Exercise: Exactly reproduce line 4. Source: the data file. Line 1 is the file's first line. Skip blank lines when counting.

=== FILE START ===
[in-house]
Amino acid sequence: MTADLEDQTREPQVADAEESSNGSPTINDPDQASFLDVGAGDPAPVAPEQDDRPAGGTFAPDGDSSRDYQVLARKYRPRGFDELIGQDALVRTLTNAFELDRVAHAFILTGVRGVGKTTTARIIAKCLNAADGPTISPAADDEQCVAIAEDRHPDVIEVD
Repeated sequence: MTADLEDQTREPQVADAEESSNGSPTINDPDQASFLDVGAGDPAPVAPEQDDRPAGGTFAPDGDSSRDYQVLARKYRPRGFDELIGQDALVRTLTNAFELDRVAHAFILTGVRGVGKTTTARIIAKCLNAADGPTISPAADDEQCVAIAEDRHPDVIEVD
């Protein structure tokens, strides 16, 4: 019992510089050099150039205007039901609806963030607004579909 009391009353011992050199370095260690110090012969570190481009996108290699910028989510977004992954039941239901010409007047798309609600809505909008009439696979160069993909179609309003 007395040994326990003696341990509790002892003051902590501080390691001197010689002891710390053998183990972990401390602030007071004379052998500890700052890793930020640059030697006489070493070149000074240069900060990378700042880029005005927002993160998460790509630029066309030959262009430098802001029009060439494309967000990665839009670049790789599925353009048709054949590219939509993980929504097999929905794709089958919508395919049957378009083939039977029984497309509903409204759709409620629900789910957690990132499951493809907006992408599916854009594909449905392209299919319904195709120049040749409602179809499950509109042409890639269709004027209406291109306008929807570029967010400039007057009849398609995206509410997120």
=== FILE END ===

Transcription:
């Protein structure tokens, strides 16, 4: 019992510089050099150039205007039901609806963030607004579909 009391009353011992050199370095260690110090012969570190481009996108290699910028989510977004992954039941239901010409007047798309609600809505909008009439696979160069993909179609309003 007395040994326990003696341990509790002892003051902590501080390691001197010689002891710390053998183990972990401390602030007071004379052998500890700052890793930020640059030697006489070493070149000074240069900060990378700042880029005005927002993160998460790509630029066309030959262009430098802001029009060439494309967000990665839009670049790789599925353009048709054949590219939509993980929504097999929905794709089958919508395919049957378009083939039977029984497309509903409204759709409620629900789910957690990132499951493809907006992408599916854009594909449905392209299919319904195709120049040749409602179809499950509109042409890639269709004027209406291109306008929807570029967010400039007057009849398609995206509410997120």